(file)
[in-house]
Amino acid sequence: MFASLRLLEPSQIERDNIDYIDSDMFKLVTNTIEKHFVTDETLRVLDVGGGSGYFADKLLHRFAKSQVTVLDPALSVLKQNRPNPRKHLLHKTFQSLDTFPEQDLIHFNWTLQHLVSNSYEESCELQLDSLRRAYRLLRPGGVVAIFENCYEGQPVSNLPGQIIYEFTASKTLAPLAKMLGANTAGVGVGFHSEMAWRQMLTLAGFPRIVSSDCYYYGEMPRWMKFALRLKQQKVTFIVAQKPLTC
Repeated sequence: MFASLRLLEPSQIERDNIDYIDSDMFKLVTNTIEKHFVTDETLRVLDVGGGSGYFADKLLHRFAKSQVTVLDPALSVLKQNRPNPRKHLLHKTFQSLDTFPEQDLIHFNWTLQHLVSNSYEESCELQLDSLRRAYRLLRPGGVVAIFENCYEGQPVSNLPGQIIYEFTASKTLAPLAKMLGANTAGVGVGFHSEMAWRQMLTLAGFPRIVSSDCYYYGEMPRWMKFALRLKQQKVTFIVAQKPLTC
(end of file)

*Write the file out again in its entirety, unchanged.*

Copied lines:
[in-house]
Amino acid sequence: MFASLRLLEPSQIERDNIDYIDSDMFKLVTNTIEKHFVTDETLRVLDVGGGSGYFADKLLHRFAKSQVTVLDPALSVLKQNRPNPRKHLLHKTFQSLDTFPEQDLIHFNWTLQHLVSNSYEESCELQLDSLRRAYRLLRPGGVVAIFENCYEGQPVSNLPGQIIYEFTASKTLAPLAKMLGANTAGVGVGFHSEMAWRQMLTLAGFPRIVSSDCYYYGEMPRWMKFALRLKQQKVTFIVAQKPLTC
Repeated sequence: MFASLRLLEPSQIERDNIDYIDSDMFKLVTNTIEKHFVTDETLRVLDVGGGSGYFADKLLHRFAKSQVTVLDPALSVLKQNRPNPRKHLLHKTFQSLDTFPEQDLIHFNWTLQHLVSNSYEESCELQLDSLRRAYRLLRPGGVVAIFENCYEGQPVSNLPGQIIYEFTASKTLAPLAKMLGANTAGVGVGFHSEMAWRQMLTLAGFPRIVSSDCYYYGEMPRWMKFALRLKQQKVTFIVAQKPLTC